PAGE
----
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Kershaw feels good in simulated game

Kershaw feels good in simulated game

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LOS ANGELES -- With a crowd of coaches and trainers observing his every move, Dodgers starter Clayton Kershaw threw a simulated game Friday as he continues his comeback from a separated right (non-throwing) shoulder.

Kershaw threw about 45 pitches over the course of three simulated innings against Blake DeWitt, Jason Repko and Chin-lung Hu.

Kershaw appeared in good spirits throughout the session and showed no ill effects from the injury.

Whether his bum right shoulder would affect his delivery was the main concern heading into his mound appearance, and Kershaw said that everything seemed in order.

"[Dodgers pitching coach Rick Honeycutt] was out there and he said everything kind of looked normal and I felt normal," Kershaw said. "So as far as the mechanics and stuff, I think everything went pretty well."

He also said that this was the first time he's missed a start in his professional career because of injury.

Because of the simulated game's positive outcome, the Dodgers now can move toward easing Kershaw (8-8, 2.89 ERA) back into the starting rotation.

Manager Joe Torre said Kershaw will throw a bullpen session on Sunday and then should make a relief appearance during the three-game series at Washington, which begins Tuesday.

He didn't say if Kershaw would make a start during the Dodgers' four-game trip to Pittsburgh (Sept. 25-28).

Torre said Kershaw didn't exhibit any rust in his first appearance against batters since his last start against the San Diego Padres on Sept. 4, when he allowed one earned run on four hits in six innings.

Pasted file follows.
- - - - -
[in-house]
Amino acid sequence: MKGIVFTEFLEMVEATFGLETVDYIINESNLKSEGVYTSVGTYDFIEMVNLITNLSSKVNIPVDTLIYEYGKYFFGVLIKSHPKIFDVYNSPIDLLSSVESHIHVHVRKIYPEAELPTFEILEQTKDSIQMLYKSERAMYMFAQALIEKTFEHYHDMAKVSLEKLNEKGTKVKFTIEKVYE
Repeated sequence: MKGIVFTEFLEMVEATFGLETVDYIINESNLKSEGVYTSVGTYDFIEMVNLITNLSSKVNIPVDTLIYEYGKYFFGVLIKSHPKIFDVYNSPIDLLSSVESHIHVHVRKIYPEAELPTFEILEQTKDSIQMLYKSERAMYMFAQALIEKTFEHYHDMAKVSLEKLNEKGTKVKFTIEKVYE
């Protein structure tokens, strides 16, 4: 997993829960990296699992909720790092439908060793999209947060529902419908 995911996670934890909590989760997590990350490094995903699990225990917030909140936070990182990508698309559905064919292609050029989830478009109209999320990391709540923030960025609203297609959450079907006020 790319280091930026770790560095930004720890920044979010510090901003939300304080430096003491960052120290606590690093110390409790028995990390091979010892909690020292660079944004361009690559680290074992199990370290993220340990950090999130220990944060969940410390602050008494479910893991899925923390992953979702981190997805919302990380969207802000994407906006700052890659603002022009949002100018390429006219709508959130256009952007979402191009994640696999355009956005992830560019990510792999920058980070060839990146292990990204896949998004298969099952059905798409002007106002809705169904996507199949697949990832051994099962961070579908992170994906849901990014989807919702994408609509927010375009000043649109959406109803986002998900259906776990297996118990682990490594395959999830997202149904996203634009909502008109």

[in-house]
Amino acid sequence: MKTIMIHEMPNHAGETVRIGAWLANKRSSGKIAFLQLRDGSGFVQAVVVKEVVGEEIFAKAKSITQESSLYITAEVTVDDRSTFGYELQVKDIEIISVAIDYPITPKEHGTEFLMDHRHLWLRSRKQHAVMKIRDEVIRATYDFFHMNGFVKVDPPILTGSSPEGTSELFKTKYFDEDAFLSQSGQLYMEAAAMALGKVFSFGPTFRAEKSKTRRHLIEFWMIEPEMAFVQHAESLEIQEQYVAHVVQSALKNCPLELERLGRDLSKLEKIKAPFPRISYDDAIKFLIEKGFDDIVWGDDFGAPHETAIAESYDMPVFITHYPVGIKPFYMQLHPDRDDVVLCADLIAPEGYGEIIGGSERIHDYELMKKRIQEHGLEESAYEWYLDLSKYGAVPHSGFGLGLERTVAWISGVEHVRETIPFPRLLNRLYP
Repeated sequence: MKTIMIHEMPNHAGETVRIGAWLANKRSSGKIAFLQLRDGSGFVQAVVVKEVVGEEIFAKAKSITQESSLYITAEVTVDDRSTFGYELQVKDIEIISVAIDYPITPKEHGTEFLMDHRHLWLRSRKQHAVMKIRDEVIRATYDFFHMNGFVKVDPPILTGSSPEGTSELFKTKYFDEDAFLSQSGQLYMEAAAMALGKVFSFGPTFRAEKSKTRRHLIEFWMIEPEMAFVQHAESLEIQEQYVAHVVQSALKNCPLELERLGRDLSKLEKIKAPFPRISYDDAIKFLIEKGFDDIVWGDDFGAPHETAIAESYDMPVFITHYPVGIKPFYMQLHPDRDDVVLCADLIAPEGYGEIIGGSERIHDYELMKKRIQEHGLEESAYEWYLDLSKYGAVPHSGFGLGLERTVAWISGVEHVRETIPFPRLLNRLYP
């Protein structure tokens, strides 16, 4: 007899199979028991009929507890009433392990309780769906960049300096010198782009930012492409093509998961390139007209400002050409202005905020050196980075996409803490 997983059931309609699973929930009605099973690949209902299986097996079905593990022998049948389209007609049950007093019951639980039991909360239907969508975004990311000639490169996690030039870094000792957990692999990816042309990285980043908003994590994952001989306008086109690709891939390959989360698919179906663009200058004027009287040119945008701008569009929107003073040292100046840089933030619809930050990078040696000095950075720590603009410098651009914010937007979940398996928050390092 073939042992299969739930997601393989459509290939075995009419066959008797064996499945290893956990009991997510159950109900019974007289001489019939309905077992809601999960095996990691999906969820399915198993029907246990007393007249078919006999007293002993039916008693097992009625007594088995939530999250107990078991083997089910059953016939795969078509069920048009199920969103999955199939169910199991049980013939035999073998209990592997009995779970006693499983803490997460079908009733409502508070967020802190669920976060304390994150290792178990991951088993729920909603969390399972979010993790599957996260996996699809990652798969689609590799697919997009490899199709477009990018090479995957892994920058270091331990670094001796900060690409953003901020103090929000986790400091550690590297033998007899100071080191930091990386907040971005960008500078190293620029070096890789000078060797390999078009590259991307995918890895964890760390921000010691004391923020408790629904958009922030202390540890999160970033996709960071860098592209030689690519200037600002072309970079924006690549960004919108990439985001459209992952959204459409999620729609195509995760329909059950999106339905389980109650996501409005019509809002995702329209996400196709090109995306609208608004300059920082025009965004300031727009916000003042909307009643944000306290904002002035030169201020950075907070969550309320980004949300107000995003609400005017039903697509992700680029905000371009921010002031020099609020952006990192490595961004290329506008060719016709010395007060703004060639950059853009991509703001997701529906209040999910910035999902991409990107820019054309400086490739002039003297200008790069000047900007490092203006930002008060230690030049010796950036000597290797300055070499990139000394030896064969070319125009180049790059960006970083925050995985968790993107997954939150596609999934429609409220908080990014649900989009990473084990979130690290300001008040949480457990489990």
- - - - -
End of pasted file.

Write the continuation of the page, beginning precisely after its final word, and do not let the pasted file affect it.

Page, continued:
"He had real good command," Torre said. "A good part of it could be he wasn't trying to overthrow the ball. But I thought for being away as long as he's been away, I thought it looked pretty comfortable for him."

While his ability to throw no longer appears to be an issue, Kershaw's ability to field his position is still a question mark.

Grounders and line drives will test the dexterity of his right shoulder, but Kershaw said that he doesn't feel any discomfort in his arm. And he expressed confidence that his defense wouldn't be an issue.

"I'm sure if a ground ball comes, I'll be able to catch it," he said.

Another point of contention is when Kershaw will be able to hit without any concern.

Torre said that the benefit of having Kershaw come out of the bullpen first was that it "keeps him from having to worry about hitting."

"We haven't done it," Torre said. "And the more we can put that off, probably the better off we'll be."

David Ely is an associate reporter for MLB.com. This story was not subject to the approval of Major League Baseball or its clubs.

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